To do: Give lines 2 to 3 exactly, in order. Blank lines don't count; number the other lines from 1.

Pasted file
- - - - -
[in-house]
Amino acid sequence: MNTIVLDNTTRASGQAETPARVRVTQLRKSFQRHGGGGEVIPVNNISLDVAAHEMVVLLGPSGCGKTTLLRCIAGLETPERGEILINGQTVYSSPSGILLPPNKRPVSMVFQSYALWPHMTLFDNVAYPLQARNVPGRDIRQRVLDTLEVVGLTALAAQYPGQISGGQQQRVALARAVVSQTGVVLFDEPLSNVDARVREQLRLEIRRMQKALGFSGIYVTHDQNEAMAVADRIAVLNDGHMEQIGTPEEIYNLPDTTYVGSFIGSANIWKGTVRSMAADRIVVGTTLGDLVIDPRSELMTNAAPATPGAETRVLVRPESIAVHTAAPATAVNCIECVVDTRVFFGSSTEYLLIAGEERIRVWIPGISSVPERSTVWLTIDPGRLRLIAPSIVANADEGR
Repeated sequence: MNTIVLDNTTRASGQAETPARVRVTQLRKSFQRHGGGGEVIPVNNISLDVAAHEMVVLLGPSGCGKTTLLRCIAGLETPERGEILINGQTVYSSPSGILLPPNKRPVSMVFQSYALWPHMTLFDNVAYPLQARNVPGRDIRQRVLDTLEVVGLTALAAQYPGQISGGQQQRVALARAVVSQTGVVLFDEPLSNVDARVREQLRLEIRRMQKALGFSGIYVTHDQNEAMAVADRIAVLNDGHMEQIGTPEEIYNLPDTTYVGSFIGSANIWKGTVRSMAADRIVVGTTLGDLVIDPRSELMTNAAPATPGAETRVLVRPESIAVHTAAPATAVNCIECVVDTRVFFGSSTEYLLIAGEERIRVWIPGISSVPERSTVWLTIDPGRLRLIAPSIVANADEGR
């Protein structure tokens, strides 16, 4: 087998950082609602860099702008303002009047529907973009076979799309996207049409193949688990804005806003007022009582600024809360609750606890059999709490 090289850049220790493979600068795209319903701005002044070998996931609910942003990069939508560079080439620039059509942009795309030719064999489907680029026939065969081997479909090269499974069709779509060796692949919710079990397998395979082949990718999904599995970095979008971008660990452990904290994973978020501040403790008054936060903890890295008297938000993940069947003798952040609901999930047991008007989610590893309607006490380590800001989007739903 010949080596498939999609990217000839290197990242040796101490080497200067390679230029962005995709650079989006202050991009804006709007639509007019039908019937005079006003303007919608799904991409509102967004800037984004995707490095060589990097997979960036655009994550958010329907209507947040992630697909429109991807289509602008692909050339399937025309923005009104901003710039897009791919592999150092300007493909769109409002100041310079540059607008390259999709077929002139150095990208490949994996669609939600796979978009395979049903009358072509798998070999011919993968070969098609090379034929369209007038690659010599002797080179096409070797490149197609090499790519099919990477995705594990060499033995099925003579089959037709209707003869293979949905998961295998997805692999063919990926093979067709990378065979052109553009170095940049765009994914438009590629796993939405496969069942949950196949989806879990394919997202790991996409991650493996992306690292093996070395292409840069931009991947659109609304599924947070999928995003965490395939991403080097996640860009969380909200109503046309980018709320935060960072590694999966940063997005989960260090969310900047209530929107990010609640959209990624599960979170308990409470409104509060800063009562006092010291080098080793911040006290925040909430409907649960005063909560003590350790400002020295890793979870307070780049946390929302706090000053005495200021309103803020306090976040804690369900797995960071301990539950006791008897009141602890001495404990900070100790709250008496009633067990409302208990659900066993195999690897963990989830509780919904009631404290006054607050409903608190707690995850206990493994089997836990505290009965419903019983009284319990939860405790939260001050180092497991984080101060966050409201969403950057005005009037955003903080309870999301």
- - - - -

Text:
Amino acid sequence: MNTIVLDNTTRASGQAETPARVRVTQLRKSFQRHGGGGEVIPVNNISLDVAAHEMVVLLGPSGCGKTTLLRCIAGLETPERGEILINGQTVYSSPSGILLPPNKRPVSMVFQSYALWPHMTLFDNVAYPLQARNVPGRDIRQRVLDTLEVVGLTALAAQYPGQISGGQQQRVALARAVVSQTGVVLFDEPLSNVDARVREQLRLEIRRMQKALGFSGIYVTHDQNEAMAVADRIAVLNDGHMEQIGTPEEIYNLPDTTYVGSFIGSANIWKGTVRSMAADRIVVGTTLGDLVIDPRSELMTNAAPATPGAETRVLVRPESIAVHTAAPATAVNCIECVVDTRVFFGSSTEYLLIAGEERIRVWIPGISSVPERSTVWLTIDPGRLRLIAPSIVANADEGR
Repeated sequence: MNTIVLDNTTRASGQAETPARVRVTQLRKSFQRHGGGGEVIPVNNISLDVAAHEMVVLLGPSGCGKTTLLRCIAGLETPERGEILINGQTVYSSPSGILLPPNKRPVSMVFQSYALWPHMTLFDNVAYPLQARNVPGRDIRQRVLDTLEVVGLTALAAQYPGQISGGQQQRVALARAVVSQTGVVLFDEPLSNVDARVREQLRLEIRRMQKALGFSGIYVTHDQNEAMAVADRIAVLNDGHMEQIGTPEEIYNLPDTTYVGSFIGSANIWKGTVRSMAADRIVVGTTLGDLVIDPRSELMTNAAPATPGAETRVLVRPESIAVHTAAPATAVNCIECVVDTRVFFGSSTEYLLIAGEERIRVWIPGISSVPERSTVWLTIDPGRLRLIAPSIVANADEGR